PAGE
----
“While the Muslim community has the right to build the mosque, they are abusing that right by needlessly offending so many people who have suffered so much,” King said in a statement. “The right and moral thing for President Obama to have done was to urge Muslim leaders to respect the families of those who died and move their mosque away from Ground Zero.”

What do you think about this issue? Tell us on video

Obama, who said he was speaking both as a citizen and as president, invoked the attacks of Sept. 11, 2001, which critics of the Islamic center cite as the main reason for preventing its construction.

“We must all recognize and respect the sensitivities surrounding the development of lower Manhattan,” Obama said, according to his prepared remarks. “The 9/11 attacks were a deeply traumatic event for our country.”

“The pain and suffering experienced by those who lost loved ones is unimaginable,” he continued. “So I understand the emotions that this issue engenders. Ground zero is, indeed, hallowed ground.”

 

But Obama said one “reason that we will win this fight” against terrorism is “our capacity to show not merely tolerance, but respect to those who are different from us — a way of life that stands in stark contrast to the nihilism of those who attacked us on that September morning, and who continue to plot against us today.”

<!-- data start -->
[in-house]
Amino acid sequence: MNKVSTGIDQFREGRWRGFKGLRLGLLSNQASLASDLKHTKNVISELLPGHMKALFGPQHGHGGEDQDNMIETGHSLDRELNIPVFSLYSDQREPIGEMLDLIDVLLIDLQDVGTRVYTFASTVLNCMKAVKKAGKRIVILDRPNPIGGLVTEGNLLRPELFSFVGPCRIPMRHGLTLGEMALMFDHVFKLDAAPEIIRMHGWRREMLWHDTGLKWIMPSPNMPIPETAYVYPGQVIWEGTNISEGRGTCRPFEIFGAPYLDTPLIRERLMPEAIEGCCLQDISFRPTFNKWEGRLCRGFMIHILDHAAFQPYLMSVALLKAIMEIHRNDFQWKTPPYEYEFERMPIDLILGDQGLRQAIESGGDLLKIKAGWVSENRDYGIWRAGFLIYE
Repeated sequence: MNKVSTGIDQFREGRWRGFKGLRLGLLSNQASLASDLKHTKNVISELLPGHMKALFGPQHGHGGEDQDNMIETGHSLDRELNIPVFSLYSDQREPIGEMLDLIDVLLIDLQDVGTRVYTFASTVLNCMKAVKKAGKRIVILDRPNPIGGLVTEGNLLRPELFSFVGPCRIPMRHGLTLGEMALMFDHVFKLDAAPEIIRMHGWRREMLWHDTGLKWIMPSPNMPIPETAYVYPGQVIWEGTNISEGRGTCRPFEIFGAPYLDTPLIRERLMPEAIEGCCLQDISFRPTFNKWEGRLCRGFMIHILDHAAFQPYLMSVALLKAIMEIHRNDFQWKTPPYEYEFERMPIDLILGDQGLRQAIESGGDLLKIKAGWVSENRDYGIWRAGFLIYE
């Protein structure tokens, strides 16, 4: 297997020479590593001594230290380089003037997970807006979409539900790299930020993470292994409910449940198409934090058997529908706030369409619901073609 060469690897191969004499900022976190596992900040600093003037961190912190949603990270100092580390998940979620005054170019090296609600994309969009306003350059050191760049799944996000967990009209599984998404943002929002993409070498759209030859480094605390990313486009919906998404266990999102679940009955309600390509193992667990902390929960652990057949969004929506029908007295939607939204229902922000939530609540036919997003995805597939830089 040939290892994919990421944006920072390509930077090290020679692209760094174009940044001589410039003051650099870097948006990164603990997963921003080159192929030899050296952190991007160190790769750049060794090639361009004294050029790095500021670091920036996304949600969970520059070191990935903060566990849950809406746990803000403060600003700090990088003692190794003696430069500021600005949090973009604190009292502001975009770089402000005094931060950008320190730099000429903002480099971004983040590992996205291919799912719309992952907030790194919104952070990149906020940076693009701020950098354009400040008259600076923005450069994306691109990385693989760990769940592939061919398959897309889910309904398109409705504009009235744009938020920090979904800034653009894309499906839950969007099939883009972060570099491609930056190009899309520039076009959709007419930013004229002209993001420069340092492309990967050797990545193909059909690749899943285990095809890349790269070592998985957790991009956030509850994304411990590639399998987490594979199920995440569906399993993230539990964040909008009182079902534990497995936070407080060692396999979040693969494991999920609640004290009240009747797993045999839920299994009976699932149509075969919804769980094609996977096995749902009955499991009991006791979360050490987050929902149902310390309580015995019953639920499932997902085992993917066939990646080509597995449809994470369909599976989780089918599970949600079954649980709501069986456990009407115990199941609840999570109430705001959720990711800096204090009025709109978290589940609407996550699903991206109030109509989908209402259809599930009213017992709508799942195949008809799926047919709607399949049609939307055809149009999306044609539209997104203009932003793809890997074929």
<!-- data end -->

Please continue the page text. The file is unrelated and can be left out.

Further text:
Repeatedly invoking the nation’s founders and examples of religious tolerance from American history, the president argued that national ideals and the Constitution demanded that the project proceed.

He noted that Thomas Jefferson hosted the the first Iftar dinner at the White House more than 200 years ago and said that the country had previously seen “controversies about the construction of synagogues or Catholic churches.”

“But time and again,” he said, “the American people have demonstrated that we can work through these issues.”

“This is America, and our commitment to religious freedom must be unshakable,” Obama said. “The principle that people of all faiths are welcome in this country, and will not be treated differently by their government, is essential to who we are. The writ of our Founders must endure.”

The proposed Islamic center has provoked vocal opposition from some families of 9/11 victims and other groups. Nearly 70 percent of Americans oppose the plan, according to CNN/Opinion Research Corporation Poll released Wednesday.

“Obama came out for the Islamic supremacist mosque at the hallowed ground of 911 attack,” Pamela Geller, a leading foe of the Islamic center, wrote on her blog Friday night. “He has, in effect, sided with the Islamic jihadists.”

Muslim Americans, meanwhile, applauded the speech. “It was pitch perfect and it was cut and dry,” said Eboo Patel, executive director of the Interfaith Youth Core and a Muslim adviser to the White House on faith issues. “He said that our Founding Fathers built a nation on religious freedom where people from different faiths can pray and thrive and that is that.”